Nothing to Fear …
I think Mr. Roosevelt had it wrong. Sometimes, there is more to fear than fear itself. Sometimes, there is a gangster at the door; a criminal in the midst of good people. Sometimes there is more than one.
I am afraid. I am afraid for the future of my kids and for the continued prosperity of this nation that we call home. I see alarming, continuing trends of higher taxes, more government infringement on personal liberties, and rapidly escalating levels of our citizenry enamored with and beholden to Federal handouts.
Let’s start with this story: Another Sad Story. While I am saddened by Mr. Lacasse’s situation and can sympathize, having experienced this myself years ago, and more recently with my wife when she was laid off after six years as a graphic designer at a small, local newspaper, I cannot muster more than sympathy and a heartfelt wish for him to find quick success in his search to find means to continue to provide for his family.
I cannot jump to the conclusion that this is anything greater than an unfortunate happenstance. Life is full of them broken up by the occasional bout of good fortune. I cannot immediately adopt a tone of outrage and proclaim that “someone should do something” for Mr. Lacasse and the millions of the other individuals that find themselves in similar unfortunate situations.
I can, however, muster a great deal of anger directed at some of the other individuals that are quoted in that MSNBC article.
The same Congress that spent all this political capital trying to get people health insurance is going to take a crucial benefit away from unemployed people. — Andrew Stettner, deputy director of the National Employment Law Project
There are numerous items in this quote by Mr. Stettner that are just flat out wrong, in my humble opinion. First, is his use of the term “crucial benefit”. Funny, I don’t ever remember reading that health insurance is counted among the “certain inalienable rights” granted to American citizens by the US Constitution—not that anything the Constitution says appears to be adhered to anymore, but that’s a discussion for another topic. Mr. Stettner’s comment would seem to imply that he believes this is a necessary ingredient for life, or [personal] liberty, or the pursuit of happiness, or possibly all three.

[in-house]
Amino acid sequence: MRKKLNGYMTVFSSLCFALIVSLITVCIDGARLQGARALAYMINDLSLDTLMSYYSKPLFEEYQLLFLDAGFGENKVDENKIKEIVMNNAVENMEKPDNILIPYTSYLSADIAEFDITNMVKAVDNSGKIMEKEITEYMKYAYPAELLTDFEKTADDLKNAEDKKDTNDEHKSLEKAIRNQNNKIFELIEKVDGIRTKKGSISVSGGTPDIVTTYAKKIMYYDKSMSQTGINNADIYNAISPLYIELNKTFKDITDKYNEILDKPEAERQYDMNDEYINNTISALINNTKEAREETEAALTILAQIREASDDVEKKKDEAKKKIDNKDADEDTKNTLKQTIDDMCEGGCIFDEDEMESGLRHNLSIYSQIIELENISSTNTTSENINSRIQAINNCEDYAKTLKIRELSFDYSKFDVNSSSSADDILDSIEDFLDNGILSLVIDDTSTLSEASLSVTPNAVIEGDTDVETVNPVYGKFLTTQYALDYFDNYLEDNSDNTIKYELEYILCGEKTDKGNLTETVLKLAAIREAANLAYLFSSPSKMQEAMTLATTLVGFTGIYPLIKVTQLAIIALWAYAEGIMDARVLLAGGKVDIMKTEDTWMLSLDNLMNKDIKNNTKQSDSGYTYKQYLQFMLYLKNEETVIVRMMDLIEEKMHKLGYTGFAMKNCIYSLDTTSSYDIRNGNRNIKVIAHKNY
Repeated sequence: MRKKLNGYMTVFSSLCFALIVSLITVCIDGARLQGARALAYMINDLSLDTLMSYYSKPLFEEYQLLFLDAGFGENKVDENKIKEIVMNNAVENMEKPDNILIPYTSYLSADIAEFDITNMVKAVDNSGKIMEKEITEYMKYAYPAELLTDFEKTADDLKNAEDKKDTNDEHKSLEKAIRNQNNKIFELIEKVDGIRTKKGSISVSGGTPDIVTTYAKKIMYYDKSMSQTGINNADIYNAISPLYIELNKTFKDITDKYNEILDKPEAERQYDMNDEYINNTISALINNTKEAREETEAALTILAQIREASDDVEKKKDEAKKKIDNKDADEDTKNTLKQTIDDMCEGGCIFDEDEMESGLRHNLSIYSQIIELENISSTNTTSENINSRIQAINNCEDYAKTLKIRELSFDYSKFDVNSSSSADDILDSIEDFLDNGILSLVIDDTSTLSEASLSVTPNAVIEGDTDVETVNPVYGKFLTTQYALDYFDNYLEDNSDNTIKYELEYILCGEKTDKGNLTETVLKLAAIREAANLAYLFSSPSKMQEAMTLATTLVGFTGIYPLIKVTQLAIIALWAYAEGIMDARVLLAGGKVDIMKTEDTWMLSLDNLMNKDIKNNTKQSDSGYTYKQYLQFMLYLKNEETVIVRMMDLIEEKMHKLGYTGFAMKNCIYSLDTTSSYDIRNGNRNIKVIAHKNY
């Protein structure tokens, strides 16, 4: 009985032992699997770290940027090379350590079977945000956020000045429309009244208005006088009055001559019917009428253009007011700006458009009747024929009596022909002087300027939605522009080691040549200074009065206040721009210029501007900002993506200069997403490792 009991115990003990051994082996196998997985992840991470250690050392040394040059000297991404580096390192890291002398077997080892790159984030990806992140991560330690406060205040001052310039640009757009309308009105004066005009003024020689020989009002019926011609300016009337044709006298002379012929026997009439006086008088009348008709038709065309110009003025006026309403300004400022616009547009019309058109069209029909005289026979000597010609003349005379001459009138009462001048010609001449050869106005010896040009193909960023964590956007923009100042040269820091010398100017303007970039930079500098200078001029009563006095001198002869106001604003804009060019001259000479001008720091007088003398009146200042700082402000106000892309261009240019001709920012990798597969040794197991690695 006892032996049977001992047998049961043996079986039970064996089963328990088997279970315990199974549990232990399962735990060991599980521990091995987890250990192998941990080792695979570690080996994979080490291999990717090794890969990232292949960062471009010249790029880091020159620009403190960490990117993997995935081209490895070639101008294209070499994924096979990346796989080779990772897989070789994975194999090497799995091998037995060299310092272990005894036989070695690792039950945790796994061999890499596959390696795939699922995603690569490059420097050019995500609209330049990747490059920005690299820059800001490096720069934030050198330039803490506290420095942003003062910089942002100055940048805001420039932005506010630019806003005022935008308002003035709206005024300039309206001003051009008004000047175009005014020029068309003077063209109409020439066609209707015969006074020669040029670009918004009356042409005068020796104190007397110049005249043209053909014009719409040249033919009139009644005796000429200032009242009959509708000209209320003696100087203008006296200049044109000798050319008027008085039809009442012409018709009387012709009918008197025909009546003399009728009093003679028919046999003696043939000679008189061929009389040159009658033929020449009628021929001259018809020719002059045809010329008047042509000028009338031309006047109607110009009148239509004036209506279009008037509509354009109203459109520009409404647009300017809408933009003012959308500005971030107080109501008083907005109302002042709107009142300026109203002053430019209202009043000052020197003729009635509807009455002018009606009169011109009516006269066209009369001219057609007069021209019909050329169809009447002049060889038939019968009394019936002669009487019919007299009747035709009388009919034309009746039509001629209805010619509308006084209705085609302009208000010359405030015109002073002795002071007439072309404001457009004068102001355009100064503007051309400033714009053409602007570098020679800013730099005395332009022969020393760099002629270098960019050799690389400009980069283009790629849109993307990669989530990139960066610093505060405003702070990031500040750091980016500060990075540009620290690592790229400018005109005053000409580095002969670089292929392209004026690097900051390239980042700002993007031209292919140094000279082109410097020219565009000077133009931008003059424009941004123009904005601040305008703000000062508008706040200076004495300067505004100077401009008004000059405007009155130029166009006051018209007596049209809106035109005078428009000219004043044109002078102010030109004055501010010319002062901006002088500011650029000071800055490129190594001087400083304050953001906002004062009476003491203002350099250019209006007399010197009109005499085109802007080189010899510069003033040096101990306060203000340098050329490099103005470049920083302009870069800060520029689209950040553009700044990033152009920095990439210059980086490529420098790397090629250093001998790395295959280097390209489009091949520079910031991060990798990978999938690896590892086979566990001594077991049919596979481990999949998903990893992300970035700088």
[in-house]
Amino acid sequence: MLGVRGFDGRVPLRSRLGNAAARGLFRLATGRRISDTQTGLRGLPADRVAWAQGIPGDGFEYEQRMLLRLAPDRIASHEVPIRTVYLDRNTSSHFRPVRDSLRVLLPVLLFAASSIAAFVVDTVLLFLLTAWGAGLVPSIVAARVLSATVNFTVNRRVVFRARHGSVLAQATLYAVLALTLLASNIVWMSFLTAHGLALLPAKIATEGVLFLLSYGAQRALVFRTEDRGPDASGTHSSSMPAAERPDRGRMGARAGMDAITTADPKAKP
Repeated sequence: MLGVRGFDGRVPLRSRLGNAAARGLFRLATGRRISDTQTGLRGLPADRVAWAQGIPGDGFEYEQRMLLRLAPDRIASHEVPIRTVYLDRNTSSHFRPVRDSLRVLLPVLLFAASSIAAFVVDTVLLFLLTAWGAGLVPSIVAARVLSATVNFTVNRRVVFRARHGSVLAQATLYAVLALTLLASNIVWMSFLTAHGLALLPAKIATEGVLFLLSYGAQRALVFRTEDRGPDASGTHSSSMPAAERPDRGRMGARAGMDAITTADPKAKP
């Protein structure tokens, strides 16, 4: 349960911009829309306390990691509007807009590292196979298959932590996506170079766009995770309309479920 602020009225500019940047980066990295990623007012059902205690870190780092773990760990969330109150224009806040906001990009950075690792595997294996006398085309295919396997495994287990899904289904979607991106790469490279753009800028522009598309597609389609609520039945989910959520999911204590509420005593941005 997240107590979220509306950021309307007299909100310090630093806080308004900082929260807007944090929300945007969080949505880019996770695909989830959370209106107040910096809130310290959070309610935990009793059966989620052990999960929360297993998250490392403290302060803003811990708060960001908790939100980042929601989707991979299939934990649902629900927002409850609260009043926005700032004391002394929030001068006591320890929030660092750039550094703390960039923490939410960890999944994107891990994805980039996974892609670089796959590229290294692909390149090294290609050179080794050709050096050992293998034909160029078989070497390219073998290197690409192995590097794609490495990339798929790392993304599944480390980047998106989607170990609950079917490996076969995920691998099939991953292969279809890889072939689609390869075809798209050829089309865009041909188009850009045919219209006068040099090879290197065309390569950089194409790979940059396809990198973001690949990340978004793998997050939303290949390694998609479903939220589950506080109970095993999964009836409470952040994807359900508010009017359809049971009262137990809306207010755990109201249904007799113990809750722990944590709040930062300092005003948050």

Mr. Stettner slams Congress for “taking away” a benefit. The funding that had provided this benefit had reached the term limit of its availability. Mr. Lacasse was laid off after the term had expired. I’m sorry, but that is just another one of life’s little inconveniences that we (should have by now) learn to live with. If we extend this logic through to its natural course, it would seem that we as Americans should be expected to “step up to the plate”, put our humanitarian shoes on, and jump to the immediate rescue of anyone who finds themselves in the crosshairs of Mr. Murphy and his nefarious sidekick Bad Luck. Does that strike anyone else as ludicrous? Yet, this appears to be the expectation of the current party in control of both Houses of Congress and the Executive Branch of our Federal Government.
But, most of my anger has little to do with Mr. Stettner’s opinion and much more to do with the sentiment that he expresses in his statement. If—and in my opinion, that’s a big if—it was the right thing to do in March, ramming a government takeover of healthcare down our throats, then it should be the right thing to do now in extending those benefits a mere few months after the fact. And the next time. And the next. The Democratic controlled House of Grift-resentatives and the current President forced the American public to accede to a socialistic incursion and bureaucratic morass in the healthcare takeover, and make no mistake about it, it is a takeover.
That same “conviction of rightness” blatantly on display then, should be the norm now but is not. It appears, paraphrasing the MSNBC reporter, that a good number of those Grift-resentatives that voted for the socialization of American healthcare are now reluctant to approve any more government confiscated tax dollar funding at the moment because they are in fear for their own jobs (but not their healthcare benefits) come this November. Can you say “hypocrisy”? I knew you could.